Sweet Sorrow (Paperback)
Mariner Books, 9780358248361, 384pp.
Publication Date: May 5, 2020
Now: On the verge of marriage and a fresh start, thirty-eight-year-old Charlie Lewis finds that he can’t stop thinking about his long-ago first love, the girl who changed his life.
Then: Sixteen-year-old Charlie Lewis is the kind of boy you don’t remember in the school photograph. He’s failing his classes. At home he looks after his depressed father—when surely it should be the other way round—and if he thinks about the future at all, it is with a kind of dread.
But when Fran Fisher bursts into his life and despite himself, Charlie begins to hope.
In order to spend time with Fran, Charlie must take on a challenge that could lose him the respect of his friends and require him to become a different person. He must join the Company. And if the Company sounds like a cult, the truth is even more appalling: The price of hope, it seems, is Shakespeare, Romeo and Juliet learned and performed in a theater troupe over the course of a summer.
Now: Charlie can’t go the altar without coming to terms with his relationship with Fran, his friends, and his former self. Poignant, funny, enchanting, devastating, Sweet Sorrow is a tragicomedy about the rocky path to adulthood and the confusion of family life, a celebration of the reviving power of friendship and that brief, searing explosion of first love that can only be looked at directly after it has burned out.
About the Author
David Nicholls is the bestselling author of Us, One Day, The Understudy and Starter for Ten. His novels have sold over eight million copies worldwide and are published in forty languages. Nicholls trained as an actor before making the switch to writing, and he recently won a BAFTA for Patrick Melrose, his adaptation of the novels by Edward St Aubyn, which also won him an Emmy nomination. He lives in London.
Praise For Sweet Sorrow…
prompted many poolside tears – but he has always been a comic novelist and Sweet Sorrow is full of passages of laugh-out-loud Inbetweeners-ish humour. . .Here he proves that he can still pull off that most rare and coveted of literary feats: a popular novel of serious merit, a bestseller that will also endure.” —Guardian
“Nicholls' literary talents are impressive . . . the sense of nostalgia is visceral and intense, almost time-bending.”—The Sunday Times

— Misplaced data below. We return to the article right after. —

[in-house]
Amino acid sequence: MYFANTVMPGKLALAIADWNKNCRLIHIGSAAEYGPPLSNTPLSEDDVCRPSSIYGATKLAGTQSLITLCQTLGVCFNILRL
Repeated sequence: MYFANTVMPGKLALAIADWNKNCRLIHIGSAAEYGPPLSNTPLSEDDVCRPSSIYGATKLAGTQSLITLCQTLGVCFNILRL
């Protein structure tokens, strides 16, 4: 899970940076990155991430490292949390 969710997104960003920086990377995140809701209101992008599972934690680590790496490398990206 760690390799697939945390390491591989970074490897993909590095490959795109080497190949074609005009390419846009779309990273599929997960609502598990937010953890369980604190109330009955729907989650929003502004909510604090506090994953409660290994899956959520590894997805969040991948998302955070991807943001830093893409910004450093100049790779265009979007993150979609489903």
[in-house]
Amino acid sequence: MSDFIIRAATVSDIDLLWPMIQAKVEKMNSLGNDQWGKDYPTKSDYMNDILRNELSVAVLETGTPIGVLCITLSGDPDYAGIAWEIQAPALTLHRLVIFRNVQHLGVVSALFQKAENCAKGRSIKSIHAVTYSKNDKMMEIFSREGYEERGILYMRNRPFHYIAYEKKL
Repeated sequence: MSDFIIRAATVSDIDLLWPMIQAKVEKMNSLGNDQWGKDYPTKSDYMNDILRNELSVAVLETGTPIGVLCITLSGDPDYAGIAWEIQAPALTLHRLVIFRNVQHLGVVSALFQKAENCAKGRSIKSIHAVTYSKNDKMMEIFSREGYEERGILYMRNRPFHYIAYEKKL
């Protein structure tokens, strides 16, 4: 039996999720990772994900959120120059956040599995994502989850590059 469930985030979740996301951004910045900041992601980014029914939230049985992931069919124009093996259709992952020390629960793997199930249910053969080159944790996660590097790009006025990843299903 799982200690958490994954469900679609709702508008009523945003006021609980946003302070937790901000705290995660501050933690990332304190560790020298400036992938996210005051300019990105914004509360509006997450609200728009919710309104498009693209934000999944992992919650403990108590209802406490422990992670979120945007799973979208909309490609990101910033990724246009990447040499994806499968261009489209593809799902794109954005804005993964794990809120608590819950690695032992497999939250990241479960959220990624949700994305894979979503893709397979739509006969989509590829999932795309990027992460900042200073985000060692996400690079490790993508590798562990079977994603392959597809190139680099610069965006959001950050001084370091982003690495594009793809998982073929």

“A compassionate, intelligent look at the raw pain and loneliness of a teenage boy, the everyday miracle of first love and the perennial power of Shakespeare’s language.”—Spectator
“Sweet Sorrow [is] . . . an ideal blend of the gently humorous and utterly heartfelt. It made me feel like something had swollen up inside my chest, and readers are liable to find their thoughts drifting over their own misspent school holidays or crushingly ardent first loves. Bag a copy immediately, because this has got “perfect summer read” smeared all over it like so much factor 30.” —Independent
“[Nicholls] remains one of the most acute chroniclers of England as it is now…and few can rival his grasp of the period’s minor-key class signifiers…And of course the novel skips along merrily; the repartee frequently sparkles, the jokes are genuinely funny, walk-on characters are brilliantly sketched into life, and his genuine affection for the main players is evident throughout.” —Financial Times
“Adrian Mole meets The Swish Of The Curtain in this lovely coming-of-age romcom about acting and the class divide.”—Daily Mail
“The author of Us and of course One Day has never written with more tenderness and insight than in this bittersweet story... perfectly captures the dizzying highs and lows of first love.” —Daily Express
“He's such a genius. His novels are relatable and recognizable, but also surprising, breath-taking and life-enhancing.” —Nina Stibbe
“A richly observed, bitterly funny novel about the lingering grip of adolescent love.”—Metro
“Poignant and insightful.” —Belfast Telegraph
“Piercingly observant, gloriously funny and achingly sad, this is David Nicholls’ best book yet.” —Daily Mirror
“The lines come thick and fast throughout the novel, but they do not compromise the emotional core of social alienation, young love and (minor spoiler) what we think in retrospect. In all, it is a bravura performance from someone with a track record in fashioning books that are both eminently readable and emotionally subtle. Sweet Sorrow manages to be interesting, moving, hilarious, and sad at the same time.”—Scotland on Sunday
“Full of the joy and pain of first love, fans who fell for bestseller One Day 10 years ago, won’t be disappointed.” —Sunday Mirror
“If ever there was an author perfect to take with you on holiday (so to speak), it’s David Nicholls. Make space in your case.” —Telegraph
“Nicholls avoids sentimentality or mawkishness to capture perfectly the angst, the pain and the awkwardness of falling in love for the first time.”—The Bookseller
“Nineties nostalgia backdrops a story that feels so authentic, it could be a memoir.” —iPaper
“Tellingly captures the giddy confusion of first love mired in family turbulence and the bewilderment of making decisions, and not knowing if things will land the way you want them to. Endearing and nostalgic, it nudges your 16-year-old self into being. A delicious, pensive summer read.” —Press Association